Nobel-Prize winning economist Robert Mundell said U.S. legislation to press China to raise the value of the yuan would be a “disaster” and fail to narrow the trade deficit between the two nations.
“This is not going to help Americans,” Mundell said in a Bloomberg Television interview in Hong Kong. “This is not going to create jobs for Americans. It’s just going to create a disaster.”
U.S. lawmakers will vote in two days on legislation that would let American companies petition for higher duties on imports from China to compensate for the effect of a weak currency. The yuan has appreciated about 2 percent against the dollar since June 19, when China’s central bank said it would pursue a more flexible exchange rate after keeping the currency at about 6.83 versus the U.S. currency for almost two years.
The bill “would create a very damaging thing to the world economy and the stability of Asia,” Mundell said. “This would have a wounding effect on the stability of international relations. There’s never been any precedent in economic history where a country through any legal system was forced to appreciate its currency relative to another country.”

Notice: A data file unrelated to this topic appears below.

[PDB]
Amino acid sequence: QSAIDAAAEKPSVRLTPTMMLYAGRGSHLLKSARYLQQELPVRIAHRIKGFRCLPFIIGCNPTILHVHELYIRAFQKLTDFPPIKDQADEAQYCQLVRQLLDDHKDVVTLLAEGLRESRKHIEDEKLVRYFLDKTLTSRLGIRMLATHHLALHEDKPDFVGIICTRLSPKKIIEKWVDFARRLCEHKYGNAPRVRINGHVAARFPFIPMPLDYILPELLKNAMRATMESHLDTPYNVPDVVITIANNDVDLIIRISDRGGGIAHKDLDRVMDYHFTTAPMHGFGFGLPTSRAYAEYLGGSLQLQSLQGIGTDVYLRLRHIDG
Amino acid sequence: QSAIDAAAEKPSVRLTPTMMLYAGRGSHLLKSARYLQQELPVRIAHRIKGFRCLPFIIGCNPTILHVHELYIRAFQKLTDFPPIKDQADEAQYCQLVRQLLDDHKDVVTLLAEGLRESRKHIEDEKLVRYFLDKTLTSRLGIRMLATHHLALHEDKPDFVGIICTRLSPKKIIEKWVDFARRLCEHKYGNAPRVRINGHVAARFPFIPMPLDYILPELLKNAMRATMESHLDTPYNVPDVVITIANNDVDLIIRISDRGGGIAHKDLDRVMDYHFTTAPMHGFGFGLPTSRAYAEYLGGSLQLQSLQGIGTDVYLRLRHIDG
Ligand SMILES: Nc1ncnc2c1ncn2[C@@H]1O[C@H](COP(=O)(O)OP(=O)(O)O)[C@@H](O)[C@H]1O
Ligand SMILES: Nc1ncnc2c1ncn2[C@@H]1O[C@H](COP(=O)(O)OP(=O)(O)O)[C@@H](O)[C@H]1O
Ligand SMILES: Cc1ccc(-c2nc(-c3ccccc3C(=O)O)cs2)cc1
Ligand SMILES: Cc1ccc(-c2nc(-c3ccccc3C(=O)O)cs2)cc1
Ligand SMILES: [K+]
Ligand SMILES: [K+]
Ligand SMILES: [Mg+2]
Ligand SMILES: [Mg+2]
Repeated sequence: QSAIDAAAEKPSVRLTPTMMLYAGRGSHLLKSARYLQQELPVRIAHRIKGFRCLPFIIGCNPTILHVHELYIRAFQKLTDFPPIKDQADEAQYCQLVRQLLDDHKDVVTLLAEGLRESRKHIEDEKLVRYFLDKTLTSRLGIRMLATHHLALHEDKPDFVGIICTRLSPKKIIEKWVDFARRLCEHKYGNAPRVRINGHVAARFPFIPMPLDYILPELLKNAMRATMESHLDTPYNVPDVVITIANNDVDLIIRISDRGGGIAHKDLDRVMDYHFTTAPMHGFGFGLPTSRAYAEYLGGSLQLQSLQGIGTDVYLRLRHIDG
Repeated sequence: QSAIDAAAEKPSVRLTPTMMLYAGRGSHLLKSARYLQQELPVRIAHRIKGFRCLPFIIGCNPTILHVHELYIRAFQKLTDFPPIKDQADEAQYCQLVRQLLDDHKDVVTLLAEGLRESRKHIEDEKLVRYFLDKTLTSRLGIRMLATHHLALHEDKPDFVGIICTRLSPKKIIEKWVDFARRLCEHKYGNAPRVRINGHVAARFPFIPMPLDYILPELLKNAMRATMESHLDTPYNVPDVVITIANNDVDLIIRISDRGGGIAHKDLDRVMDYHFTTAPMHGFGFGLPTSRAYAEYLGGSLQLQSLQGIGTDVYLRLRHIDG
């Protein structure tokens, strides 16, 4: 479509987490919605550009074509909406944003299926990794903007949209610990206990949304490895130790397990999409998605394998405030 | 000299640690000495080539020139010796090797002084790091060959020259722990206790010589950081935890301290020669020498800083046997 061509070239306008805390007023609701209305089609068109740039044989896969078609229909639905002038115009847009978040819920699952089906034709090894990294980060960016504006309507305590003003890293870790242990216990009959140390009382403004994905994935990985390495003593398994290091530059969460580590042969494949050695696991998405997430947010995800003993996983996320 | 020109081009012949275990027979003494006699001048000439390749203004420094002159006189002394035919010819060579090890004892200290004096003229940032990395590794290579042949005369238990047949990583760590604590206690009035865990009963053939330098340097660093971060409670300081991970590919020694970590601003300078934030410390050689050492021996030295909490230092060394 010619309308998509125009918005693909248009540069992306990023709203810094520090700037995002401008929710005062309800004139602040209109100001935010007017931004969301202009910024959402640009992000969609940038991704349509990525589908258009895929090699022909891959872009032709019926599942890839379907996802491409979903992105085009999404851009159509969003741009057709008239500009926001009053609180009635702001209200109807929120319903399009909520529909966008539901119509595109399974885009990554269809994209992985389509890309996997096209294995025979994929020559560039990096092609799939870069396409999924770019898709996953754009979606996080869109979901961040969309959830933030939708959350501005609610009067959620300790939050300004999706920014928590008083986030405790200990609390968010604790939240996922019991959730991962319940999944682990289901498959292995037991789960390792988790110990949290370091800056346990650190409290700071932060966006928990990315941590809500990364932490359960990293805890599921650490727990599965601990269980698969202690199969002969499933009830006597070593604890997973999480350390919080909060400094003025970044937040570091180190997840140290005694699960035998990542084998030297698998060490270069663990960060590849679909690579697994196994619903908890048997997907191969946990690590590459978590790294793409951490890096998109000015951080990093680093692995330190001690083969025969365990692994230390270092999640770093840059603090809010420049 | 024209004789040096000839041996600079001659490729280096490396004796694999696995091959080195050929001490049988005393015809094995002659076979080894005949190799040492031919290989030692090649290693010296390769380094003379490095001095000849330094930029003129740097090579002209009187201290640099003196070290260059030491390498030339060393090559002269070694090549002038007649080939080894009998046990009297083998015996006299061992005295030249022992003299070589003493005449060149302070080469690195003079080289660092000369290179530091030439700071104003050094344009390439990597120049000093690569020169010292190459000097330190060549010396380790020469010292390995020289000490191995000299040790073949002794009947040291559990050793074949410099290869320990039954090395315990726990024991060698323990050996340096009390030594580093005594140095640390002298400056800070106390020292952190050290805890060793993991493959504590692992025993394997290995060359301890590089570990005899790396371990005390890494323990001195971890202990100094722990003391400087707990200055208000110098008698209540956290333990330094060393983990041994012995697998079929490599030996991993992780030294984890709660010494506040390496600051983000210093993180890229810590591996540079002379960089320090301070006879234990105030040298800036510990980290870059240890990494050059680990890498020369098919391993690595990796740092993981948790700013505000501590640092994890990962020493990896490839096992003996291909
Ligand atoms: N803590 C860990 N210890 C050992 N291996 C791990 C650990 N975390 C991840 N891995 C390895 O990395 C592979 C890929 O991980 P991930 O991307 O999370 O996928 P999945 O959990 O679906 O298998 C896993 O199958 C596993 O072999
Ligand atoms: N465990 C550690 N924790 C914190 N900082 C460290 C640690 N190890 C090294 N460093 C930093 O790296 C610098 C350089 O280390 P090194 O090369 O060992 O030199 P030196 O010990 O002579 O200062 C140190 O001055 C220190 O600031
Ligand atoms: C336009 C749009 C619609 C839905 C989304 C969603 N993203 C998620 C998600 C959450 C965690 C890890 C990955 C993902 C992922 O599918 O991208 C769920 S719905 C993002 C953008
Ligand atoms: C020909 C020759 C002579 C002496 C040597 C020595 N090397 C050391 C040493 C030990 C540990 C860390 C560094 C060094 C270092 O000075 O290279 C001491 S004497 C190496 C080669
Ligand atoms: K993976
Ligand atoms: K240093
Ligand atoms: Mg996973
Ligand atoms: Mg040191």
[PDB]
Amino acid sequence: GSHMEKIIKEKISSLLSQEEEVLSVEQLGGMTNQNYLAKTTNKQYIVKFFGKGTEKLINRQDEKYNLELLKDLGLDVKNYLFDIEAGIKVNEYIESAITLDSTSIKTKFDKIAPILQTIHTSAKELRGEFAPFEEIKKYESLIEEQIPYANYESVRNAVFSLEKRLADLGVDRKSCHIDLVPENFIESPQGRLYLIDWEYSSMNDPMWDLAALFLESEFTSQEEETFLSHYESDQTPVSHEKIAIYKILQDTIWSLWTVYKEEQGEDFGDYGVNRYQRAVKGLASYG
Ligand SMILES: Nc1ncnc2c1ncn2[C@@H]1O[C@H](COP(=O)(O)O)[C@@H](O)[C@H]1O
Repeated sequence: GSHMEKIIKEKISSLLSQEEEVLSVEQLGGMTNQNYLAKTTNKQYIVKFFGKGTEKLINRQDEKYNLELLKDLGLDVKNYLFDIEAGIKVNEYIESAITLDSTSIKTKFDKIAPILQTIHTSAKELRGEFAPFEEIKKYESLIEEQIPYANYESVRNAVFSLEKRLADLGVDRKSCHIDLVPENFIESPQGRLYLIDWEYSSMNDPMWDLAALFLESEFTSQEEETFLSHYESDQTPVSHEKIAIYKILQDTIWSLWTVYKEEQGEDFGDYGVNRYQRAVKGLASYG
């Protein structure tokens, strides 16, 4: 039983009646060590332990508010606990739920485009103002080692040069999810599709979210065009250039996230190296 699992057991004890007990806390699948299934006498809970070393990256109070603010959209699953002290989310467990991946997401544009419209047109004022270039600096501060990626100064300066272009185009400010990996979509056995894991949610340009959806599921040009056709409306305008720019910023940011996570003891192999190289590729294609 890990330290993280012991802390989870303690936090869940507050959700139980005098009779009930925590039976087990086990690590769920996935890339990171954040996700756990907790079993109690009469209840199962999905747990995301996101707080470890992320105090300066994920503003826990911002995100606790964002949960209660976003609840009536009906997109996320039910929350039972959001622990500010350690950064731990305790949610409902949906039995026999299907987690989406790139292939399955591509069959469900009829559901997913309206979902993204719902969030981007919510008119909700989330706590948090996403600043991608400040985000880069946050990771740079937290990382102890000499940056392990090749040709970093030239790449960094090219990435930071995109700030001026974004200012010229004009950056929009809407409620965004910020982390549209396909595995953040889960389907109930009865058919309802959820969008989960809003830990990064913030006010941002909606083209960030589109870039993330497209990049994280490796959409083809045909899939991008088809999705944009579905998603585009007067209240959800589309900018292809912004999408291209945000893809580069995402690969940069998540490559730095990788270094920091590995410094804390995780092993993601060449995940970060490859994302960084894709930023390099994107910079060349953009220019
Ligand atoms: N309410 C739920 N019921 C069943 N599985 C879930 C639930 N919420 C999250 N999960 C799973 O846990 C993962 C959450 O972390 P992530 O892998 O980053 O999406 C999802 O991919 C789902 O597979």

Chinese Premier Wen Jiabao said on Sept. 23 in New York that if authorities agreed to demands for at least a 20 percent appreciation of the yuan, it would cause severe job losses and trigger social instability.
Mundell, who won the Nobel Prize in 1999 for research that helped lay the foundation for Europe’s single currency, said there is little historical evidence that China allowing its currency to appreciate will benefit the U.S. or aid its balance of payments.
“It’s not going to have much of a dent in the U.S. deficit,” he said. “America has had a huge deficit since the 1980s. None of that is going to change if China changes its exchange rate.”
The Columbia University professor said the U.S. should “get away from these distractions” of trying to pressure China to allow its currency to appreciate and focus on the larger “instability” between the dollar and the euro. Policy makers should try to keep the currencies within a range to prevent “huge swings” in the price of raw materials such as oil, he said.
The euro-dollar fluctuation “is a terrible thing for the world economy,” Mundell said. “We’ve never been in this unstable position in the entire currency history of 3,000 years.”
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